• by Speare ( 84249 ) on Saturday April 05, 2003 @12:07PM (#5668608) Homepage Journal

    Maybe this exists somewhere I've not found. I'd like to see a nice searchable voting record for Representatives, which is indexed against Presidential Vetos and Supreme Court rulings. If a bill was originally drafted by a non-legislator, I'd like to see that, too. Then on top of that, summarize certain interesting tallies.

    Rep. Harry Careless (X-SS) has sponsored 2 and voted in favor of 18 bills, subsequently Vetoed or Struck.

    • You are on to something very important here, almost nobody know how their elected officials voted on past bills, and fewer still know how they intend to vote on upcomming bills. Personally I would like to create a service (for free hopefully) that would allow people to sign up for email based updates about their representatives. When they sign up, their email address is associated with thier officials. Then whenever a vote occurs, an email is sent out with a summary of the bill, and how their representative
      • do it man hell, why stop there if you will get a grant, make a searchable cross refrencing DB like the parent said...if your lucky the Government will like it and mabye pay you to administrate it :-)
      • Our local newspapers publish all these statistics at election time. The information is available somewhere.
      • You are on to something very important here, almost nobody know how their elected officials voted on past bills, and fewer still know how they intend to vote on upcomming bills.

        The League of Women Voters has list like this, but the problem is that thay are all worthless: (read on)

        All bills in our congress are titled with nice names, but unfortunatly the devil is in the details - the substance of the proposed law differs drastically with the impresion you get with just reading the titles of the bills.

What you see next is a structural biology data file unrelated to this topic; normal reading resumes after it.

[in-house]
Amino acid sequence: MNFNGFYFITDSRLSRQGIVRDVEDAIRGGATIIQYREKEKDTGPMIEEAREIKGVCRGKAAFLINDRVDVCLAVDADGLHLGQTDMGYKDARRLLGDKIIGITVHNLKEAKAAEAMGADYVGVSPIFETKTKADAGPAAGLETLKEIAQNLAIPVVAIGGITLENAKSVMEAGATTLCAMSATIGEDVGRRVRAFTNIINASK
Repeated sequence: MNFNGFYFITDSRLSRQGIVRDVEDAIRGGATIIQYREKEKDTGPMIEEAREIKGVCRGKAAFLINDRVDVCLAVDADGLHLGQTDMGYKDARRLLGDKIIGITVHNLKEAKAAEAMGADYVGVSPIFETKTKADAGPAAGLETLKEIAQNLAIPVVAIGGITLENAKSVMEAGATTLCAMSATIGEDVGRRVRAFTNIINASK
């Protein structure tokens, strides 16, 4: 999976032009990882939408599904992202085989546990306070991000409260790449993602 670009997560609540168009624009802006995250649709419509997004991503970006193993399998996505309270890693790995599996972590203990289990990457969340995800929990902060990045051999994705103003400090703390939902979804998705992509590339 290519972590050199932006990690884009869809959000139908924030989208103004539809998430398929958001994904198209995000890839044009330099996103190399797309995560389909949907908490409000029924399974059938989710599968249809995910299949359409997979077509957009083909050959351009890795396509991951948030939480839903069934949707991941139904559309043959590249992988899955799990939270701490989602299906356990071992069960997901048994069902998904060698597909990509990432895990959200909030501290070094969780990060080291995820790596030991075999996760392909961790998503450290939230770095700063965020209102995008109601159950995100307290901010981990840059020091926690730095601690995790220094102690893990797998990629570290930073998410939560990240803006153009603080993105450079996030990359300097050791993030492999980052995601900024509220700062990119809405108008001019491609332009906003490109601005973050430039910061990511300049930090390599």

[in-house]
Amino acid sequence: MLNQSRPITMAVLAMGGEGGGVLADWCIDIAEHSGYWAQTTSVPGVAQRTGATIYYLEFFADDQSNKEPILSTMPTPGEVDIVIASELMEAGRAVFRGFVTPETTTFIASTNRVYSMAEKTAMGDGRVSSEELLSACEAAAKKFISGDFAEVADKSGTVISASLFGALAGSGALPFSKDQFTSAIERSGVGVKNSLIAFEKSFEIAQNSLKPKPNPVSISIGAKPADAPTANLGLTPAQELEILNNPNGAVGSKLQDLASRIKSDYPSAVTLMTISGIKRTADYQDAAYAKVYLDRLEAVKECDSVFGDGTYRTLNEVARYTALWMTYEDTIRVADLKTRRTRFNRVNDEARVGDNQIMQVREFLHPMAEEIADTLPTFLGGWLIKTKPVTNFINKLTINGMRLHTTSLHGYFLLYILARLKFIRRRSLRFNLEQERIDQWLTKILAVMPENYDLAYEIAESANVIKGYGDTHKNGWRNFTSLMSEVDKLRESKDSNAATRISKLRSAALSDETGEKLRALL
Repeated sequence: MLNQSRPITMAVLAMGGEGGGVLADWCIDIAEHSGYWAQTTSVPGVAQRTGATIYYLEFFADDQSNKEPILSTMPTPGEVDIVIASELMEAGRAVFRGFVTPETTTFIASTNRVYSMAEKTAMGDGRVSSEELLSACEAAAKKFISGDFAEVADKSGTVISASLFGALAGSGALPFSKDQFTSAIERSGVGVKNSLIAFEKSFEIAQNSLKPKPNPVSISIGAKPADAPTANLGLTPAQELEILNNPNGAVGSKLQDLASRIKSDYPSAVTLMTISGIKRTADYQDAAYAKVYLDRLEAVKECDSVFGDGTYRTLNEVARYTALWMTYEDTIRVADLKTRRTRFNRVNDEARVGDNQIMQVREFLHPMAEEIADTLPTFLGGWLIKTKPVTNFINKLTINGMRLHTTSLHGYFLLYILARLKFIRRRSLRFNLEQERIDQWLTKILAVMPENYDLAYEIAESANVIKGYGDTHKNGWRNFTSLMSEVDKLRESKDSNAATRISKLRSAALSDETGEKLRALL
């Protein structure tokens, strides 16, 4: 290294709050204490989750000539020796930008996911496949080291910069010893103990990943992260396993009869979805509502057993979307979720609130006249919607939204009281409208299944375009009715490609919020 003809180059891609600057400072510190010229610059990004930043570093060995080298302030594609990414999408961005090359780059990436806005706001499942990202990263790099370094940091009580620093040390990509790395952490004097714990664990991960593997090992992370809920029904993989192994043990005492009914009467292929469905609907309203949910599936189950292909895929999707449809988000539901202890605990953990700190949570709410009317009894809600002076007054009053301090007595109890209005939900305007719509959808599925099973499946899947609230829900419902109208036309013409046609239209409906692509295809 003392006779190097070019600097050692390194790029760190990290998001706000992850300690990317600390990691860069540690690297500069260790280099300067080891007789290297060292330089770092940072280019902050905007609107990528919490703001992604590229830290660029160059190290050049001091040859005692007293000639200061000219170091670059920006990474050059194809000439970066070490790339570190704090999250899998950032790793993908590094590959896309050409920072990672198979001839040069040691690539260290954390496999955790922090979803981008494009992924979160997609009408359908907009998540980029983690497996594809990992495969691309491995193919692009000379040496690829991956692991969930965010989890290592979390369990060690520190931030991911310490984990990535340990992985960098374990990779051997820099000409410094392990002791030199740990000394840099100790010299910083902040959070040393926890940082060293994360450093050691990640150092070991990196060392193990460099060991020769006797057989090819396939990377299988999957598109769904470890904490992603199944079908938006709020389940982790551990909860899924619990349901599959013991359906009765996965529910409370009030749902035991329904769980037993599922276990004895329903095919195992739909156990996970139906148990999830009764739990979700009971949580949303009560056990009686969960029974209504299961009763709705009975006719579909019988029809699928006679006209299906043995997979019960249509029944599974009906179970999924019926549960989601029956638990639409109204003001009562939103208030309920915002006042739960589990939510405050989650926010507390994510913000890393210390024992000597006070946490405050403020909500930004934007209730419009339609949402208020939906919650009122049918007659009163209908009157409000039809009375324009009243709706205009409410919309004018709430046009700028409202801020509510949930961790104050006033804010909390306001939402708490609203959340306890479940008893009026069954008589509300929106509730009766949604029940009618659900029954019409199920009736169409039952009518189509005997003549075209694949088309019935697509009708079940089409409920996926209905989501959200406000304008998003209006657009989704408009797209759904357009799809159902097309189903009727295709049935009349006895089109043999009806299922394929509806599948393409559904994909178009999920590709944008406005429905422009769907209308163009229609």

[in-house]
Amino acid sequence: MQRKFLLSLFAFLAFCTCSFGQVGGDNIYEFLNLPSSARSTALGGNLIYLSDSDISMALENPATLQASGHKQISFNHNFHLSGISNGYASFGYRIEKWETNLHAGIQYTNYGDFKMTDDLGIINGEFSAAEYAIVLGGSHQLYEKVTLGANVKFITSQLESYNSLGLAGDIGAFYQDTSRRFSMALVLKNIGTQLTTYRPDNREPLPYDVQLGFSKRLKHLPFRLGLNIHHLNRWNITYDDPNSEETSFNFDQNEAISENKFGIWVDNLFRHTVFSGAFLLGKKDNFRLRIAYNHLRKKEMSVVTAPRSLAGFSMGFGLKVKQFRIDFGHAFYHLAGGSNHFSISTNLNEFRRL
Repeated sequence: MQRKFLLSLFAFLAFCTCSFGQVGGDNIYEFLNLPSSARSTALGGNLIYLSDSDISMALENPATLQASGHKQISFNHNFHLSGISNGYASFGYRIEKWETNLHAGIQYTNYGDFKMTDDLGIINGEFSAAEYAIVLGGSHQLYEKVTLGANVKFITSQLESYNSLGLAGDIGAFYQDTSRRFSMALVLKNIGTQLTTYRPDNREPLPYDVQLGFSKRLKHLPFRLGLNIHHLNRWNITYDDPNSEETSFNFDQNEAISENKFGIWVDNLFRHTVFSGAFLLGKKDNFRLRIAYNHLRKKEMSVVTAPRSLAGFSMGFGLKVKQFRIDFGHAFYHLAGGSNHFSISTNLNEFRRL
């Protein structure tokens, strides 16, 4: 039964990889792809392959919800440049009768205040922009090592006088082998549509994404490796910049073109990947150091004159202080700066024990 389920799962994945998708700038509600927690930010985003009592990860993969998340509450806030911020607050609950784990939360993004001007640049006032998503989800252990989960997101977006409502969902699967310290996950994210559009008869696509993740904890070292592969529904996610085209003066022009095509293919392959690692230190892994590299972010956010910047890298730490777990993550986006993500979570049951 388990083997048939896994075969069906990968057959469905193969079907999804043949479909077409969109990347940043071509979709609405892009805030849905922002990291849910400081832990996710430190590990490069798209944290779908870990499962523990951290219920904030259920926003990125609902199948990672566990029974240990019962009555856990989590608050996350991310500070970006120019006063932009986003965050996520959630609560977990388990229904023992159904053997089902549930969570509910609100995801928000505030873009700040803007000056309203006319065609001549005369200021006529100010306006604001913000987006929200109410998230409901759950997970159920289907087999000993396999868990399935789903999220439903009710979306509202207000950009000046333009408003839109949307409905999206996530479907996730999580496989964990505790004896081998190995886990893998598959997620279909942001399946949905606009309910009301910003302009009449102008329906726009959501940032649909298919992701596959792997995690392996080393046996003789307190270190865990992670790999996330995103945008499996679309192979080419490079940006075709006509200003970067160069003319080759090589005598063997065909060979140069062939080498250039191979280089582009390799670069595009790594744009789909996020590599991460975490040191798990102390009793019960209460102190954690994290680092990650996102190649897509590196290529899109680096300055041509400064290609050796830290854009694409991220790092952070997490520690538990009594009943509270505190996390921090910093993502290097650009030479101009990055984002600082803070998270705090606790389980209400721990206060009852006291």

• But will you be dilligent when you see that your representitives voted against the 'Soft Furry Puppy and Cute Kitten Act Protection Act' , and not jump to conclusions?

          Which is the whole point of the system I have in mind. Along with how they voted, include a small summary (if possible, given things like PATRIOT) describing just what the bill means. Its just fustrating to me when the media (generally but I know there are a few good eggs) focuses on who said what and gives almost no coverage to who voted w

          • This is a good idea, but I would focus on the backend and skip the commentary. That way you will not dilute the service with your views. Instead, collect a group of volunteers who will add their take on each bill. Let the subscribers pick and choose which person's view they want to see.

            If you do this correctly, you can then sell the service at a very small fee to special interest groups. These groups could then offer to send emails to their followers with their slant on the votes.
            Send an email to beer
      • Go here [capwiz.com] and sign up at the bottom of the page.
    • by mdxi ( 3387 ) on Saturday April 05, 2003 @01:03PM (#5668781) Homepage
      While it doesn't have the depth of analysis you desire, the raw information you want (adn much more) is available both in paper form and online at thomas.loc.gov, which is pretty much a one-stop shop for any sort of legislative information. You can even read complete transcripts of that fantastically exciting periodical "The Congressional Record".
    • http://www.opensecrets.org/ shows where conidates and parties are getting money. Which these days, sadly enough, is just as good as a voting record.
  • by sepluv ( 641107 ) <blakesley.gmail@com> on Saturday April 05, 2003 @12:07PM (#5668610)
    First I would say this site is a very good idea. I do not think people should judge it as a "propoganda machine" yet. It certainly does not look that way to me. It uses some bad HTML and does not validate [w3.org] (even the homepage has invalid HTML [w3.org]) but it is not bad (and /. is probably worse). I have not looked at it all but it seems very comprehensive and interesting from the perspective of a non-USAn.

    I am not in the US but I must say that I think the US Constitution is very well written and a great model for any nation (even if I may not totally disagree with small parts). I just read the Constitution and Bill of Rights and it it is well-written, timeless (i.e.: still applicable) and looks like the authors really cared about democracy and wanted to start a true democratic republic where the people had the power (and were not controlled by a government but had ccontrol over a truly democratic congress).